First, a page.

The United Kingdom’s property investment climate has started to stabilise in the wake of Brexit. However, while some investors acted with caution, others – in particular those from mainland China and Hong Kong – saw opportunity, and have been sweeping up real estate assets in Central London, bolstering the city’s property market.
“The initial reaction immediately post-Brexit referendum was a ‘wait and see’ approach,” says Alistair Meadows, JLL’s incoming new head of UK Capital Markets.
“Political uncertainty, and its potential to impact the UK economy, meant most international investors sat on the sidelines.”
“However in the past month we have seen greater overall investor confidence and improved sentiment towards investing in the UK. It is fair to say the UK economy is proving its resilience, and greater clarity on the Brexit process and timing has helped to support this renewed investor confidence.”
There can be no doubt that Brexit impacted the investment cycle with analysts expecting transaction volumes for Central London commercial real estate to be close to £12-13 billion for 2016, down from £19 billion pounds recorded in 2015.
However, while total investment volumes may have fallen, Brexit appears not to have reduced the enthusiasm of Asian investors for Central London real estate, and particularly those from mainland China and Hong Kong.
“Asian capital, buoyed by sterling depreciation against foreign currencies and driven by appetite for income, has been the most active in London in the past year,” says Julian Sandbach, Head of Central London Capital Markets at JLL.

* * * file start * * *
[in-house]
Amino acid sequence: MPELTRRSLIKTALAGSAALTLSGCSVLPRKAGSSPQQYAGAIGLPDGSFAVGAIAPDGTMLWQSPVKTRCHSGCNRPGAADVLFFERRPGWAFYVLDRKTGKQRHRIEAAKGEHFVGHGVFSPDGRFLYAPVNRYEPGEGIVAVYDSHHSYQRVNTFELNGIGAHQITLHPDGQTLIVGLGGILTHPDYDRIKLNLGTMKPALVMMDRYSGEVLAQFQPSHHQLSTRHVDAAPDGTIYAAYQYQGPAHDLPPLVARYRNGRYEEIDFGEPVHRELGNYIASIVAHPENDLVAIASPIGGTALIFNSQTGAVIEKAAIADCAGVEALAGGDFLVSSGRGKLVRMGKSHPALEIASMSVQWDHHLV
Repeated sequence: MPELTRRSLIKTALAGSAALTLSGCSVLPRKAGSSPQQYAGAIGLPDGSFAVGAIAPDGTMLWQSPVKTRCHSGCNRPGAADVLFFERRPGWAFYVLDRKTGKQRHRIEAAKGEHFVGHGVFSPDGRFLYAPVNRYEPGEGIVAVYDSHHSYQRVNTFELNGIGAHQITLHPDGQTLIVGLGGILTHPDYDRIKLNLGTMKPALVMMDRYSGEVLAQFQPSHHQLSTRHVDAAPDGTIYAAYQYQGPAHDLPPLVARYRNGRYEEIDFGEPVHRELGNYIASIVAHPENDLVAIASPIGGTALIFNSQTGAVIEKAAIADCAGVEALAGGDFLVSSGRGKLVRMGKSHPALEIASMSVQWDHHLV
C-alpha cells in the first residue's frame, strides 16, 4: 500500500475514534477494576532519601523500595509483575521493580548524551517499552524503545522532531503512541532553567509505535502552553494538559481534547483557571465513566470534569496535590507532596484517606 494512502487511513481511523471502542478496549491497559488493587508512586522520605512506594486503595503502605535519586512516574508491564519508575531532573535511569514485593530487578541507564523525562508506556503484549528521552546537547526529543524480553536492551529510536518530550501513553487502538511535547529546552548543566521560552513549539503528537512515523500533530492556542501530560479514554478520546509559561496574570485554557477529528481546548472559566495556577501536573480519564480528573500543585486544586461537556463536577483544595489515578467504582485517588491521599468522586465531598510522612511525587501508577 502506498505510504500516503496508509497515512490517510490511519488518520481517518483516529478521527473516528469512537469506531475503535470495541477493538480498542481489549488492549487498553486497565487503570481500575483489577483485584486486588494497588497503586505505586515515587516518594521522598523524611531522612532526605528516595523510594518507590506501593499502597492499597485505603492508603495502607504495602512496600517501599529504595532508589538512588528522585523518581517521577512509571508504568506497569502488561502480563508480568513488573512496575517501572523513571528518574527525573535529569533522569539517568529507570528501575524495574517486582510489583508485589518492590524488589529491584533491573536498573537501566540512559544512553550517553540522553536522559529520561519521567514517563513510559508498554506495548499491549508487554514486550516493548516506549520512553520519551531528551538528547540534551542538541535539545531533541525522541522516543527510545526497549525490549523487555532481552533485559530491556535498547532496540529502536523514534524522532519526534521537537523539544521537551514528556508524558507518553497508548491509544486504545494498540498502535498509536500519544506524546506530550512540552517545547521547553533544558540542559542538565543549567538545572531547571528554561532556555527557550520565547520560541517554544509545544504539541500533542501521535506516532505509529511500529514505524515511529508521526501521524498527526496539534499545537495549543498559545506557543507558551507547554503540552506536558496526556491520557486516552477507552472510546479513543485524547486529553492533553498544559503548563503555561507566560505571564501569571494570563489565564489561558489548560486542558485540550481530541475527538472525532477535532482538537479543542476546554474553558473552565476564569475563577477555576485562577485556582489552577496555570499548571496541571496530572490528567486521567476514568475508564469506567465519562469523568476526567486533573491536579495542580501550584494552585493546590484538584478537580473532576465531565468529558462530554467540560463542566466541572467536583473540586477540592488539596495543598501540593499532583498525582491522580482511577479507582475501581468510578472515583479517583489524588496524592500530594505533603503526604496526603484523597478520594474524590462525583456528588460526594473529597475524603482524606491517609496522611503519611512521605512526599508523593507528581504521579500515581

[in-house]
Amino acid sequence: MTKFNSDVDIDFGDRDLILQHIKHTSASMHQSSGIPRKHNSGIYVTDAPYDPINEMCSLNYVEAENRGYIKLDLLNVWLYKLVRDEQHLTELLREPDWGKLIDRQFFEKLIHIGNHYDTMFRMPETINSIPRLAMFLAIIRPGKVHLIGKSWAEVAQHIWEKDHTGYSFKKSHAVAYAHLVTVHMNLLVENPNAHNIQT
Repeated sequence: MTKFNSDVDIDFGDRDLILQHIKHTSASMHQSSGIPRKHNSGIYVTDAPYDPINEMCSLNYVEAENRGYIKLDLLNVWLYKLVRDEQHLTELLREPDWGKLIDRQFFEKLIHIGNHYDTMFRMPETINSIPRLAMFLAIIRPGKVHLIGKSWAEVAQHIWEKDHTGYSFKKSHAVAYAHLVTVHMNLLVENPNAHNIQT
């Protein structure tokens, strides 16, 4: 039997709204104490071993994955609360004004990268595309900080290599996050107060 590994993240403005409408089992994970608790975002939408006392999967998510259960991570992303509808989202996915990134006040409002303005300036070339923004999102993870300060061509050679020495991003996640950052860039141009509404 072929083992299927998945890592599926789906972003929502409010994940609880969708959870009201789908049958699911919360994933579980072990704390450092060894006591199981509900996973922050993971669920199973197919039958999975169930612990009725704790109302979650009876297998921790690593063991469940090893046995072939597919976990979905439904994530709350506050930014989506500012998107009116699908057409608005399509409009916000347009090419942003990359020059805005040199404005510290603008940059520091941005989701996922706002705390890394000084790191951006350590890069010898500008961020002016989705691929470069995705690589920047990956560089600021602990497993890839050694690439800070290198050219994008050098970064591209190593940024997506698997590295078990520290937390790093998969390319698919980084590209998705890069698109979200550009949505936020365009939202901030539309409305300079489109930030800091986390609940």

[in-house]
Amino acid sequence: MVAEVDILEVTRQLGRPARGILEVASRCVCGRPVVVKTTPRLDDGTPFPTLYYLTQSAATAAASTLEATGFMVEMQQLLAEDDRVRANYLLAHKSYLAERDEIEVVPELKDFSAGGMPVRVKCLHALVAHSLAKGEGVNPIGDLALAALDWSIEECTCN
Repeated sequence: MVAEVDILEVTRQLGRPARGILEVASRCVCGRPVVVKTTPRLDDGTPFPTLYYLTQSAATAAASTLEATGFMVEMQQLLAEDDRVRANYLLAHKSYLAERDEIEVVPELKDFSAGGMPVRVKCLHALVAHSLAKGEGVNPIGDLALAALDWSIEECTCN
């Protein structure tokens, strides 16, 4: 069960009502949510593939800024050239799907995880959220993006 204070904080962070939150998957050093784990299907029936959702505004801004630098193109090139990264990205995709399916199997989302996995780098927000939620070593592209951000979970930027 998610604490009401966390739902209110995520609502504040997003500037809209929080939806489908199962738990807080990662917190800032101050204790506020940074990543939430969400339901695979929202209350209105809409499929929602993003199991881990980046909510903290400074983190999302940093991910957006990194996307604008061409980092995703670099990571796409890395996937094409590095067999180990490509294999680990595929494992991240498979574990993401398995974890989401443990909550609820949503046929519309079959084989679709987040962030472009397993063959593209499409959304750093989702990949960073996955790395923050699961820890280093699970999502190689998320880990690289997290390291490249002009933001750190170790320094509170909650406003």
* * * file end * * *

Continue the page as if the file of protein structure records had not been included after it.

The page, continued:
Their demand for real estate assets continues a trend evident in the market for the past five years. Over 2006-15 transaction volumes from mainland Chinese and Hong Kong investors have increased 20-fold, and they now account for 29 percent of total transaction volumes (by price) compared to under one percent in 2006.
Those looking for investment opportunities from mainland Chinese and Hong Kong investors rose sharply after 2011, more than doubling from £0.76 billion in 2011 to £1.96 billion in 2012. They have not fallen below £1.5 billion annually since, and have already exceeded £2.0 billion this year to date.
Sandbach explains the factors behind the Chinese and Hong Kong interest in London. “Post-Brexit, the market is attracting investors looking to take advantage of the Sterling’s fall against RMB and HK Dollar,” he says. “There is also growth in Chinese and Hong Kong High Net Worth Individuals (HNWIs) and sovereign wealth funds seeking to diversify across geographical boundaries.”
“In addition, UK regulations governing foreign asset ownership have relaxed, and the capital flows into pension funds has increased as the Asian population ages, and many of these funds are looking to real estate as an investment class.”
“Consequently, Chinese and Hong Kong capital is some of the most active in Central London, predominantly for core, long income offices.”
Recent large deals have also helped to stabilise and revive confidence in the market. They include the sale of the Ryder Court office building in West End, the Doubletree Hotel in Docklands, and Hong Kong investor, Kingboard’s return to the London property market with a £271m acquisition of the European headquarters of WeWork in the City of London.
But the field has not been left to Chinese and Hong Kong interests alone, with Singaporean capital also been active in the UK recently – GIC and UOL/UIC negotiated deals worth more than £500 million for UK real estate assets in the span of just two weeks.
“These deals, coupled with Apple’s announcement of its new UK HQ at Battersea Power Station, has created a much more stable and positive environment,” Meadows says. “We see this continuing for the rest of 2016 and into 2017, although the implications of Brexit on the UK economy and, in turn, occupiers are still to be determined.”
Meadows believes London has an ongoing appeal, offering capital preservation, yield, liquidity and transparency.